Mary Ethel Gibson (1873–1938), referred to in the Boston Daily Globe as having “always been popular in society,” was a founding member of the Vincent Club along with her mother, Rosamond Warren Gibson (1846–1934). Rosamond planned and directed the first theatrical performance, while Mary Ethel performed in that 1893 show, starring as a man named Lord Adonis Fickleton.

In 1941, the Vincent Memorial Hospital merged with Massachusetts General Hospital, providing gynecology services while maintaining its own identity. When the Vincent let its independent hospital license expire in 1988, MGH agreed to keep the VMH’s name associated with its former programs. 

The Vincent Club is still extant, with a current membership of 1,200 women. A fancy spring gala has since replaced the Vincent Show as the main fundraising event. Male attendees are welcome at the gala, as the “no men allowed” rule was rescinded in 1920.

By Maddie Webster, museum guide and intern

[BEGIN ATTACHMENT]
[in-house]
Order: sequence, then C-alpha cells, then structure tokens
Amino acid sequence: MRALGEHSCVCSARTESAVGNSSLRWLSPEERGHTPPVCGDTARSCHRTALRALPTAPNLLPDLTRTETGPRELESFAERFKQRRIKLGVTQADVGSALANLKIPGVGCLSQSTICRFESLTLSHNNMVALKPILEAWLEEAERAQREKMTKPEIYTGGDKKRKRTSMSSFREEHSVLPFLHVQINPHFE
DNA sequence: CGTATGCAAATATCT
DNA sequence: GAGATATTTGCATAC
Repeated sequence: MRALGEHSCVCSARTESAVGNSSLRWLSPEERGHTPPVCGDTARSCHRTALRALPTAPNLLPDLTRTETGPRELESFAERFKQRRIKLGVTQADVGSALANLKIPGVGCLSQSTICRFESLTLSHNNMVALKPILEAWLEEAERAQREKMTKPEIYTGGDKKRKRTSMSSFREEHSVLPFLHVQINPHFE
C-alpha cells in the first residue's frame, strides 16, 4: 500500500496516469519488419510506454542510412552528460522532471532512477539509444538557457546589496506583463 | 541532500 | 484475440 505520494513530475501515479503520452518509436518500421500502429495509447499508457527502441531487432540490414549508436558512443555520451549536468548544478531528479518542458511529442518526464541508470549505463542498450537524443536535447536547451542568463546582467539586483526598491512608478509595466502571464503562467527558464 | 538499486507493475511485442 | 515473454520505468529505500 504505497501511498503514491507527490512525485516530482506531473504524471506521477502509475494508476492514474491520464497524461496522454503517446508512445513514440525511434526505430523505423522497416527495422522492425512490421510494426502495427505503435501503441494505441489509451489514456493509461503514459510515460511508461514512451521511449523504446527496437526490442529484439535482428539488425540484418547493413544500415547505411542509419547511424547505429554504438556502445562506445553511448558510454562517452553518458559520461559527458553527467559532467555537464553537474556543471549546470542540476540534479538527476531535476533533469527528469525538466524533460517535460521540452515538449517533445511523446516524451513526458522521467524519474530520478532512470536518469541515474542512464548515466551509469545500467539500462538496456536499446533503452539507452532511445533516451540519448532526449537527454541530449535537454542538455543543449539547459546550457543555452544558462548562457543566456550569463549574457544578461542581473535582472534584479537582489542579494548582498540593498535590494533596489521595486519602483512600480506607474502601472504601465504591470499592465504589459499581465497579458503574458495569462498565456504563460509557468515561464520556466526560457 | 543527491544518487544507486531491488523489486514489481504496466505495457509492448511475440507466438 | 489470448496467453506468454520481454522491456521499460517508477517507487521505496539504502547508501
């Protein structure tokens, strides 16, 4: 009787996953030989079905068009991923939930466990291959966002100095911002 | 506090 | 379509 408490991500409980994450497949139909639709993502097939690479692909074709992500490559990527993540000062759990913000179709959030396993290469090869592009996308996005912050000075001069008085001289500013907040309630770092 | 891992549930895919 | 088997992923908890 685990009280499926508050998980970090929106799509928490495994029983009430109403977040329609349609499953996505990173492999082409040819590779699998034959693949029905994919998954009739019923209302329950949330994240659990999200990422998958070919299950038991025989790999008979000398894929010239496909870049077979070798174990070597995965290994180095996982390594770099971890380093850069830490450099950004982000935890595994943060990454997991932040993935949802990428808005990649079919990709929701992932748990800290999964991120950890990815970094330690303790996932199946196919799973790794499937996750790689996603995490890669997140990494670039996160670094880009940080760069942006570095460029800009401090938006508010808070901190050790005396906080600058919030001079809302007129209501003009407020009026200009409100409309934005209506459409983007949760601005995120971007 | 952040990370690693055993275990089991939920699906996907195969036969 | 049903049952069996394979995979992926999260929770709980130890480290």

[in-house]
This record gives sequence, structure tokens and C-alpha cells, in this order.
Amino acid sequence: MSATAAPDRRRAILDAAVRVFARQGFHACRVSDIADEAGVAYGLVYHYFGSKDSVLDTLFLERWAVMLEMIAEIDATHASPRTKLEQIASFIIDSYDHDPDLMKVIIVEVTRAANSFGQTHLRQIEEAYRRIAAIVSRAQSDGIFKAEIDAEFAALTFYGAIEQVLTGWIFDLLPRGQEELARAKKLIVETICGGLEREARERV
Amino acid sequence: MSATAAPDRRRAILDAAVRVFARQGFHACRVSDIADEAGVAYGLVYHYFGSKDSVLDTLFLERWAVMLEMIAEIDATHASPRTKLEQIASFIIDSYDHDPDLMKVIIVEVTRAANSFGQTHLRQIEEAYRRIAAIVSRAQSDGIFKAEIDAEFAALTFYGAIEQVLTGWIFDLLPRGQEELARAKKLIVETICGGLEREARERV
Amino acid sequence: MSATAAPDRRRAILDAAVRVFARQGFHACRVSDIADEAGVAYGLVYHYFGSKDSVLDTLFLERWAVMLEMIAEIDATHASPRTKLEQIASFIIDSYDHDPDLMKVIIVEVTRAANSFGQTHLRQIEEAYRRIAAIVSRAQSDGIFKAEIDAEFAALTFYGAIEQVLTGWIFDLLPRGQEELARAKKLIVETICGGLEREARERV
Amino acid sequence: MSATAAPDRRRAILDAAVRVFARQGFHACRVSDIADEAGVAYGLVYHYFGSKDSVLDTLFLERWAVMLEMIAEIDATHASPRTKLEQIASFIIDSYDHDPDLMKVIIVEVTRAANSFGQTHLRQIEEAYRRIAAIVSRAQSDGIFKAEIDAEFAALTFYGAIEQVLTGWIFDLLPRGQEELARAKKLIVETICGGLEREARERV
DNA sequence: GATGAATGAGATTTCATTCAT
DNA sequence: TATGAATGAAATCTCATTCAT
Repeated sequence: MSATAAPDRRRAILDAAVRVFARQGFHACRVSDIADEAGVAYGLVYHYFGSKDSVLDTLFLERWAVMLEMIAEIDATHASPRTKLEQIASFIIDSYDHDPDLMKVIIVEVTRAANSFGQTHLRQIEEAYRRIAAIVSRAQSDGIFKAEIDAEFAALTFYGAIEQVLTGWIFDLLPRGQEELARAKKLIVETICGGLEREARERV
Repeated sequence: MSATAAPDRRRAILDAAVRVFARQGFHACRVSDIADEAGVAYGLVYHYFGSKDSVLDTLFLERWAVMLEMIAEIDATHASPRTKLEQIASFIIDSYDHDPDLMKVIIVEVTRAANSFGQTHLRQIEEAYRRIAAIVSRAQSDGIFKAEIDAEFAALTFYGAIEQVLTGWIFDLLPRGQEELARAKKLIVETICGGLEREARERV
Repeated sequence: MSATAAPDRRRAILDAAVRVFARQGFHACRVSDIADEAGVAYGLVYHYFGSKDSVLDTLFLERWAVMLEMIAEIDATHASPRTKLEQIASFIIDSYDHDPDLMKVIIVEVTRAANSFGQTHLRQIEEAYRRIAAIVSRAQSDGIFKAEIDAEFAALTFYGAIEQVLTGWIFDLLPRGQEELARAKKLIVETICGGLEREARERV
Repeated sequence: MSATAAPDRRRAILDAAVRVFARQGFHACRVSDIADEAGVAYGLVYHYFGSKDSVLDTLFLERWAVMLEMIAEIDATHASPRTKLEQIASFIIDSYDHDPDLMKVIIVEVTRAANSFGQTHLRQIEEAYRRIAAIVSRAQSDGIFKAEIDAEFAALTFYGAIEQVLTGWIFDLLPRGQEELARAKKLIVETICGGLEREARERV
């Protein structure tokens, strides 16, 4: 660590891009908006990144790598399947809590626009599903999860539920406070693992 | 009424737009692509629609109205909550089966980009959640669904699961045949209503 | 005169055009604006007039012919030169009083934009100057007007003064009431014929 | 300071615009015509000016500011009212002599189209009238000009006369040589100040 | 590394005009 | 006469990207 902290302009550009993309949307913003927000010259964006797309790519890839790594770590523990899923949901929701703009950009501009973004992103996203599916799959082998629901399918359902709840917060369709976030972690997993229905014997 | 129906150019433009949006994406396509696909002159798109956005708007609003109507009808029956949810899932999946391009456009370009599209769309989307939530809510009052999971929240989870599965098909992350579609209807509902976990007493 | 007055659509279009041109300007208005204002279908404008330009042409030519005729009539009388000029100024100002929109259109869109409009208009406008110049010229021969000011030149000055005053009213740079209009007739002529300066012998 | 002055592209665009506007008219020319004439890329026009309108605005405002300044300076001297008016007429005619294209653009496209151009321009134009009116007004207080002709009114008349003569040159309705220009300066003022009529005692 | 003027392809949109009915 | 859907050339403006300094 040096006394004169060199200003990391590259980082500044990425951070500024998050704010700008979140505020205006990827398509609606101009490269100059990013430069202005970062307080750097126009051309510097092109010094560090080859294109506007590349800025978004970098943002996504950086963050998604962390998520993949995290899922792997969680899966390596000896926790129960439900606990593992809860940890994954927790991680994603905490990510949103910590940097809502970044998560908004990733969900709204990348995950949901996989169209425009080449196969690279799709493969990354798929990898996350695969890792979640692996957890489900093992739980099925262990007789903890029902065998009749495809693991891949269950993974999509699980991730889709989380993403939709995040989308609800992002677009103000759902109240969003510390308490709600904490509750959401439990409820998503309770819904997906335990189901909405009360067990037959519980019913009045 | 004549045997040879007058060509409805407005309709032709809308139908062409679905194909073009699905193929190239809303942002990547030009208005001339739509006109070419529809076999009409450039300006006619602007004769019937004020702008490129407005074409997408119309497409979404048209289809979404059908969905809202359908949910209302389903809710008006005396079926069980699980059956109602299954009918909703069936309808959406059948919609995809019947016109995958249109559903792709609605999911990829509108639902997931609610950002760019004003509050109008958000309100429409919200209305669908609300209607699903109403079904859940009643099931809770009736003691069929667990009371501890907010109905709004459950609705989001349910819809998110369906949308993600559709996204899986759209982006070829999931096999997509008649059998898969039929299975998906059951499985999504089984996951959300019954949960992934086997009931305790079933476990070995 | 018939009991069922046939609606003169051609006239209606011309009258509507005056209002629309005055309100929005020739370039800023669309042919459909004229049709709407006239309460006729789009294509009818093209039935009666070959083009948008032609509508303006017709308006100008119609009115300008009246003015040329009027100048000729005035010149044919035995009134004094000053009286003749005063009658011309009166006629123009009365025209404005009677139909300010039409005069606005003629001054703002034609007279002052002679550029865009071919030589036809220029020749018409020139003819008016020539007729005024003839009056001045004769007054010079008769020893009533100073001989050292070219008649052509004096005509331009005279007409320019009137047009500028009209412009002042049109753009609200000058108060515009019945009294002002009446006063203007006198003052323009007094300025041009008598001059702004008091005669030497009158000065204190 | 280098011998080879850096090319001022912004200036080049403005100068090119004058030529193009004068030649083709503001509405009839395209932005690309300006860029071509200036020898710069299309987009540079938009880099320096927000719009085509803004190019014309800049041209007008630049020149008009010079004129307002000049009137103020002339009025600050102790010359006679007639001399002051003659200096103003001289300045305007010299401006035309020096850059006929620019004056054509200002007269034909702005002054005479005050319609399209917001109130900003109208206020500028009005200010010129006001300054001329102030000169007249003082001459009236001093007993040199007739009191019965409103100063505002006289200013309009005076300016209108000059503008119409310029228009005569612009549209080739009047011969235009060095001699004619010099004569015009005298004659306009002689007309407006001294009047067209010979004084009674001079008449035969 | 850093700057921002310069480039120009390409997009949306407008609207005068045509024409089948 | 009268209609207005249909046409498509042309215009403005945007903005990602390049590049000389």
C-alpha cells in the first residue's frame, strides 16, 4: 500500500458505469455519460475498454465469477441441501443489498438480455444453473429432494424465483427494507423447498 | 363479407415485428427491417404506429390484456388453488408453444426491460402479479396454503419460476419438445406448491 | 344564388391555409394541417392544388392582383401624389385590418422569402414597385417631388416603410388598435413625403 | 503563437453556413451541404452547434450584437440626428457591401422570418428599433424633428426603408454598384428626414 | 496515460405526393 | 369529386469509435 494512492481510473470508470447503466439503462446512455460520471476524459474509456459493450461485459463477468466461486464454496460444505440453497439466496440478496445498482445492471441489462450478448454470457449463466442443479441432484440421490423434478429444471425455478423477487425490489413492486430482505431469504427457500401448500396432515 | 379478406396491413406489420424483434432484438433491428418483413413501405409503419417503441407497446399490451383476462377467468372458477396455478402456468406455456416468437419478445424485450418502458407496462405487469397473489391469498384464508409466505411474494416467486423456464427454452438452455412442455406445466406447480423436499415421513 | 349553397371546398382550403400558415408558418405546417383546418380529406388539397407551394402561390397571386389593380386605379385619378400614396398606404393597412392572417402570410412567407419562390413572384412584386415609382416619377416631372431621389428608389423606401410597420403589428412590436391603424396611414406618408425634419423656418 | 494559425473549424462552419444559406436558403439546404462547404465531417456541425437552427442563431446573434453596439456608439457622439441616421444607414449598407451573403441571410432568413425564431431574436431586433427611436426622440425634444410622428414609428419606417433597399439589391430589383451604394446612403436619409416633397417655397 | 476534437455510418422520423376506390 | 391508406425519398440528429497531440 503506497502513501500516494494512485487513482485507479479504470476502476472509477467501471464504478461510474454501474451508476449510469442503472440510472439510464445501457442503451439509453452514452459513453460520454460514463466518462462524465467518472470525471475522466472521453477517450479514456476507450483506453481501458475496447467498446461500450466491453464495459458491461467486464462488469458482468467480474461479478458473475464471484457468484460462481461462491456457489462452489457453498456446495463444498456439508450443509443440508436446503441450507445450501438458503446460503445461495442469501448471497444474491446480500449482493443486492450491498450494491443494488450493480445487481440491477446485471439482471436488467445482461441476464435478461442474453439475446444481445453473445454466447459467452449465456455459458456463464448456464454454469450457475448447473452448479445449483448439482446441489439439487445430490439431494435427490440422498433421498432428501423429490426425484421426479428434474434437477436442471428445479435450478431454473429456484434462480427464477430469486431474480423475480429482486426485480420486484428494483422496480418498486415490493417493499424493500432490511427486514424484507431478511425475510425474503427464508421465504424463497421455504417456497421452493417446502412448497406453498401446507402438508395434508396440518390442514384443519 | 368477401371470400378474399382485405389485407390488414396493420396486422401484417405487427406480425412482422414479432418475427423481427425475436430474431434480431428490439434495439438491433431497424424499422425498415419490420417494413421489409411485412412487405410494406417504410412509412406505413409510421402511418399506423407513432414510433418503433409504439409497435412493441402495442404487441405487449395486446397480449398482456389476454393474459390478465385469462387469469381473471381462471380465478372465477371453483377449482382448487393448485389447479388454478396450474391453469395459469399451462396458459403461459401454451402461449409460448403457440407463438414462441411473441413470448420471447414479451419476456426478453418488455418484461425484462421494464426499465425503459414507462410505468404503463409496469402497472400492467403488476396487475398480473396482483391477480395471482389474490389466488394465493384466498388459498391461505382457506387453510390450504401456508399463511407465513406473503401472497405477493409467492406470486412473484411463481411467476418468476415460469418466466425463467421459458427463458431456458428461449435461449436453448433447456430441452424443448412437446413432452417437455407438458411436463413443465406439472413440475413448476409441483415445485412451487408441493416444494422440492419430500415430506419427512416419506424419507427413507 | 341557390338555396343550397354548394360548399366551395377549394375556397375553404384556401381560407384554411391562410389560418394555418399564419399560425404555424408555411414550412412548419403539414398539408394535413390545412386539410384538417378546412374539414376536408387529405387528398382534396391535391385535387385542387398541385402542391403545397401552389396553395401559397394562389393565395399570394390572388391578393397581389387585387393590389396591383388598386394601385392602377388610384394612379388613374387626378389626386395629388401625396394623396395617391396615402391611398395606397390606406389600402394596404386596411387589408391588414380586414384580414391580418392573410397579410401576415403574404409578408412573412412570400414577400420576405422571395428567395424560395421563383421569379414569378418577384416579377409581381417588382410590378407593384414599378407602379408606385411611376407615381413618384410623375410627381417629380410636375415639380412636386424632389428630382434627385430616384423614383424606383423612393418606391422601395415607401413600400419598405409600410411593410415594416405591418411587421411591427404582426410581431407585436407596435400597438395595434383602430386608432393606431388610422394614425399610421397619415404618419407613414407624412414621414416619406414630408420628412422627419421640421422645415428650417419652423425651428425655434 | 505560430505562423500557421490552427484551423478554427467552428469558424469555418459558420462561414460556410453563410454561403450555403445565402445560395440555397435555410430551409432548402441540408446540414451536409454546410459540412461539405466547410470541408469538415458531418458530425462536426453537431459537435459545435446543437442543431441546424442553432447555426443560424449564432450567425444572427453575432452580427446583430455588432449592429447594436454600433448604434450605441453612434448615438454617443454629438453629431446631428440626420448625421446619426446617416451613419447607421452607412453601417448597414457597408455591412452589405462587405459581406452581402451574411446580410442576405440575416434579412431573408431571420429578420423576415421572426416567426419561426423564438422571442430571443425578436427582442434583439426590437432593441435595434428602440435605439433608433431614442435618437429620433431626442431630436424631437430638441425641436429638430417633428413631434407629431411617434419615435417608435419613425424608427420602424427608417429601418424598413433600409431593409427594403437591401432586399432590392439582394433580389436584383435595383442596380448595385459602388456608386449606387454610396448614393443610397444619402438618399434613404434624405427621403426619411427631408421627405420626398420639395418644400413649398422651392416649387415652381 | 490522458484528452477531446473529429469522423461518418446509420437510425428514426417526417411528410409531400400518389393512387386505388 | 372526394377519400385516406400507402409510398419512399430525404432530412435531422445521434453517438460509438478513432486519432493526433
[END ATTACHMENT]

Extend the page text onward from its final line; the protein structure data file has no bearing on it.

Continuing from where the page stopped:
“Boston's Vincent Club: Elite and Thriving.” New York Times (1923–Current File), Feb. 20, 1971.

Laura Haddock, “Traditional Vincent Club Drill to Renew Memories of Show’s Women’s Activities.” The Christian Science Monitor (1908–Current File), Feb. 28, 1947.

“History,” Vincent Memorial Hospital,

“Mary Gibson a July Bride.” Boston Daily Globe (1872–1922), Jul. 21, 1911.

“Society Women in a Vaudeville Show.” Boston Daily Globe (1872–1922), Apr. 28, 1899.

“Vincent Club Headliners Through.” Boston Daily Globe (1928–1960), Mar. 22, 1959.

“Vincent Club Revue Promises Gala Opening.” Boston Daily Globe (1928–1960), Mar. 8, 1936.

Gail Wetherby, e-mail message to the author, August 12, 2016.

Tuesday, August 23, 2016

Charlie Gibson’s Prison Reform League Targets the Deer Island Prisons

Charles “Charlie” Hammond Gibson, Jr., often referred to as “Mr. Boston” by neighbors, was deeply involved in his community. Ever the public servant, he volunteered in various city government departments and interest groups over the years. Making a foray into the social movement known as progressivism, Charlie proposed significant prison reforms as the secretary for the Massachusetts Prison Reform League from 1913 to 1916.

A principal concern of the League during that time was the bleak Suffolk County House of Correction on Deer Island. Since Boston’s earliest years, Deer Island had been designated as a place to send pariahs—a holding area for the enemy, the ostracized, and the ill. The island was first used as a detention facility for Indians during King Philip’s War in 1675, then as a quarantine station in the late 1600s and again in the 1840s for sick Irish famine refugees.